Judge Dredd Mega Collection #08

Psi-Judge Anderson: The Possessed

Collects Psi-Judge Anderson stories from 200AD progs 468-478, 520-531, 607-609 and 612-622.

Better reviewed story by story, I think!

THE POSSESSED: entertaining but predictable. I think we all knew what the child’s fate was going to be pretty early on. It was interesting seeing the other dimension. It’s all become a bit weird – having now seen the dimension of the Dark Judges, and Dredd having visited the DC Universe, and now another weird magickal Hell dimension, the logic of Mega-City One makes a lot less sense. Why are they not, I dunno, exploiting resources of other dimensions to improve things? Why drop nukes on other Mega-Cities when you could, I dunno, just have a whole dimension for your own people? That said, it was all a good introduction to Psi-Division.

HOUR OF THE WOLF: really good. It was jarring as I was clearly supposed to know who Orlok was as I read it, and instead had to Google it, because the collection has not yet shown his prior appearances. I still liked the idea of a Sov psi-spy wreaking havoc and targeting Anderson, though!

CONTACT and BEYOND THE VOID: I like the idea – a monk spends hundreds of years trying to reach nirvana, only to encounter Judge Death – but Judge Death has become a bit of a joke at this stage, all the more evident by the fact that would could have been an epic battle between Anderson and Death on the astral plane became a 25-page story in which the real conflict lasted only a couple of pages. It’s almost like “Oh, Death again? Sigh. Can’t a greenie handle it?”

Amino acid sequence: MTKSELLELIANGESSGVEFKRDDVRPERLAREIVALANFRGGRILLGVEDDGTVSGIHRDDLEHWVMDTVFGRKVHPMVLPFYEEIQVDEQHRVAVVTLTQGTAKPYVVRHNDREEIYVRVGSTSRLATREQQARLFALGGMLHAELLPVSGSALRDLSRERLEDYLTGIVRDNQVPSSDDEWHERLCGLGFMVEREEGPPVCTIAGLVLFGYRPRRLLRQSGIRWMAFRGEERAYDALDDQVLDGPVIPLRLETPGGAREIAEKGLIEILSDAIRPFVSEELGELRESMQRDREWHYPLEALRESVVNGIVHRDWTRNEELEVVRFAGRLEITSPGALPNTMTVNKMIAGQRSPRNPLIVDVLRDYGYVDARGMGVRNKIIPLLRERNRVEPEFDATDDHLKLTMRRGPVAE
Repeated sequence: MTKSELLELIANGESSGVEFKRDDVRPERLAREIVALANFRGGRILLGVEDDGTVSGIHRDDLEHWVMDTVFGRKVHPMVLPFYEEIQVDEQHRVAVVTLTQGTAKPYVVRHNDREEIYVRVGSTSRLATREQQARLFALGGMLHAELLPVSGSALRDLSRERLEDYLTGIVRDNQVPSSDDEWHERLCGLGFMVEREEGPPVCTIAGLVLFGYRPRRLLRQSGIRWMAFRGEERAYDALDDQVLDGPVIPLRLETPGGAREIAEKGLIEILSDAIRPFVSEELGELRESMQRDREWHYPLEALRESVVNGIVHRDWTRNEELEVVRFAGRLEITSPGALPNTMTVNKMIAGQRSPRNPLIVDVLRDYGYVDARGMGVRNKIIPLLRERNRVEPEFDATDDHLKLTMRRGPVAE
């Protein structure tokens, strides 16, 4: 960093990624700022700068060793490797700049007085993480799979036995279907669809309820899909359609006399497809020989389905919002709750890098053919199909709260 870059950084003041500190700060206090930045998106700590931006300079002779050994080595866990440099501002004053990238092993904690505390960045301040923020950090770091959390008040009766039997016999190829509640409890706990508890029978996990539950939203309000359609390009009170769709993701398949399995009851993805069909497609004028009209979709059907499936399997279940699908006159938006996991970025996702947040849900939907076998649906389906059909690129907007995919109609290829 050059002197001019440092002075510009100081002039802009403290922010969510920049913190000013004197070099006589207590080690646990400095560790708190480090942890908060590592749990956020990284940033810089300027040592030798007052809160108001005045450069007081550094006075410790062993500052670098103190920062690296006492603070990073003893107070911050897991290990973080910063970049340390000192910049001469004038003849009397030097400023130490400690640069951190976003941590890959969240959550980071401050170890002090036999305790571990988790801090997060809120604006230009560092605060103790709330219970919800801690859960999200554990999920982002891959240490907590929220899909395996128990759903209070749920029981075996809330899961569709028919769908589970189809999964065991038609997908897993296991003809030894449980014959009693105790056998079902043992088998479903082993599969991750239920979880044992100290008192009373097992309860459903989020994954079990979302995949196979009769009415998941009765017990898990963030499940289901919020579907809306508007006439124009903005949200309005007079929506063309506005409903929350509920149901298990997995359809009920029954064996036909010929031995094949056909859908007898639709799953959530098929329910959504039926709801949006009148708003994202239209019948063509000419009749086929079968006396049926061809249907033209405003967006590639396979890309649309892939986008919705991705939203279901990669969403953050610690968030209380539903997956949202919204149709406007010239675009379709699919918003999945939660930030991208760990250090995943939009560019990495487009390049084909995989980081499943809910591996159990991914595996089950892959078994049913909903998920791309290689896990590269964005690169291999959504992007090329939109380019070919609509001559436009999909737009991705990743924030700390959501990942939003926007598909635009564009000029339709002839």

HELIOS: pretty good! It actually felt like Anderson was a cop enforcing the law. It was really odd to see that she and Corey are like relatively normal people, when all Judges up to this point were shown to basically be meat machines. I don’t know how to take it, especially as while Anderson at one moment seems very human, she still brutally enforces the totalitarian laws. Awkward juxtaposition. Meant to make her a nice counterpoint to Dredd, I think, but instead makes her seem even more sociopathic.

All in all, pretty good, except for down-playing Judge Death so much.

Blocked: Jimmy Carl Black

As I’ve been reading Judge Dredd, I have been paying attention to the names of the blocks, which are frequently (always?) named after figures from popular culture. I’ve seen the Johnny Vegas block, the Sandy Toksvig block – both of which I recognise – but some other which are less recognisable for me.

I often Google them and get a slight chuckle.

I think I should start sharing my findings, because I can’t be the only one who doesn’t know who some of these people are.

In Part 4 of Helios, one of the Judges mentions the Jimmy Carl Black block.

Jimmy Carl Black was a drummer and vocalist for the band The Mothers of Invention, which I only know of via ads in comic books from the 1960s and 1970s. Weirdly, when Googling him and them, I saw that their discography was all from the 1960s and every early 1970s, except for one release in 1993. That sounded neat, but on further investigation it turns out it was recorded in 1968 and just released 25 years later.

Helios was published in 2000AD Progs 614-622 in 1989. I guess Jimmy Carl Black was still pretty well-known then?

Acta est fabula

I’ve recently started re-reading Asterix from the beginning. It’s been a very long time since I last read them – more than twenty years!

One thing I have found very odd is that when I was a kid, I didn’t seem to have any trouble understanding the puns or language references in the text, but now I have no idea! I even had to google acta est fabula…

I feel there’s content in there somewhere.